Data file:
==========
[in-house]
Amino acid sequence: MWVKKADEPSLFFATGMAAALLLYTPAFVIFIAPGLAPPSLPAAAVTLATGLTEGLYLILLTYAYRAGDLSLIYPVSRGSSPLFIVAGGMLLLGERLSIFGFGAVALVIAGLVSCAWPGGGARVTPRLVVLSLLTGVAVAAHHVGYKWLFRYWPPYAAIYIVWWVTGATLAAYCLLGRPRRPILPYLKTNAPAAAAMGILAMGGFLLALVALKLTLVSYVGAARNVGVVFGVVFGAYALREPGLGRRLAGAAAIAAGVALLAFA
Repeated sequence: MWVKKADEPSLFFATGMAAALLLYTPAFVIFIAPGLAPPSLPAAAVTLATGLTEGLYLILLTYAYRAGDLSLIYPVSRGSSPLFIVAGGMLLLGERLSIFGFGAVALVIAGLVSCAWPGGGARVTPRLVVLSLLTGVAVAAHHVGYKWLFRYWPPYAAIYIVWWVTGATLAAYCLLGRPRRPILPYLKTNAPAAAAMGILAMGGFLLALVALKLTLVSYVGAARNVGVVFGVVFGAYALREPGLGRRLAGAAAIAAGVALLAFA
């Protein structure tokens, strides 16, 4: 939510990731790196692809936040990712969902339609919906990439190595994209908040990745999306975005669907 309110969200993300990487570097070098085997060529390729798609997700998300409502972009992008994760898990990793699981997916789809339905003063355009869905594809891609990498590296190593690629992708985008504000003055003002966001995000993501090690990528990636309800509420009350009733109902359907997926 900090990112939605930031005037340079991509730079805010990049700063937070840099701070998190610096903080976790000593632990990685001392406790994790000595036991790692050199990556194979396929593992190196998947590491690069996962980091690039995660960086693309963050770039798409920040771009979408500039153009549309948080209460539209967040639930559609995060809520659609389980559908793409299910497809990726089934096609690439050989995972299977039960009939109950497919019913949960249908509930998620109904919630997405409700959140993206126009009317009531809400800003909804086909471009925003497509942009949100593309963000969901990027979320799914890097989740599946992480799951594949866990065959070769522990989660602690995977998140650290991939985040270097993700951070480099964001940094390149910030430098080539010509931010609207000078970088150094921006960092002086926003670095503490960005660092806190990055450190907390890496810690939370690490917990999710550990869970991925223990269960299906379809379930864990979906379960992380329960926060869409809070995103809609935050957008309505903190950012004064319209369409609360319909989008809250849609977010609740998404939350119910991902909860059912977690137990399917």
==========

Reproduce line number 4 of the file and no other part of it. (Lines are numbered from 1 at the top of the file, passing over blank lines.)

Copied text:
């Protein structure tokens, strides 16, 4: 939510990731790196692809936040990712969902339609919906990439190595994209908040990745999306975005669907 309110969200993300990487570097070098085997060529390729798609997700998300409502972009992008994760898990990793699981997916789809339905003063355009869905594809891609990498590296190593690629992708985008504000003055003002966001995000993501090690990528990636309800509420009350009733109902359907997926 900090990112939605930031005037340079991509730079805010990049700063937070840099701070998190610096903080976790000593632990990685001392406790994790000595036991790692050199990556194979396929593992190196998947590491690069996962980091690039995660960086693309963050770039798409920040771009979408500039153009549309948080209460539209967040639930559609995060809520659609389980559908793409299910497809990726089934096609690439050989995972299977039960009939109950497919019913949960249908509930998620109904919630997405409700959140993206126009009317009531809400800003909804086909471009925003497509942009949100593309963000969901990027979320799914890097989740599946992480799951594949866990065959070769522990989660602690995977998140650290991939985040270097993700951070480099964001940094390149910030430098080539010509931010609207000078970088150094921006960092002086926003670095503490960005660092806190990055450190907390890496810690939370690490917990999710550990869970991925223990269960299906379809379930864990979906379960992380329960926060869409809070995103809609935050957008309505903190950012004064319209369409609360319909989008809250849609977010609740998404939350119910991902909860059912977690137990399917």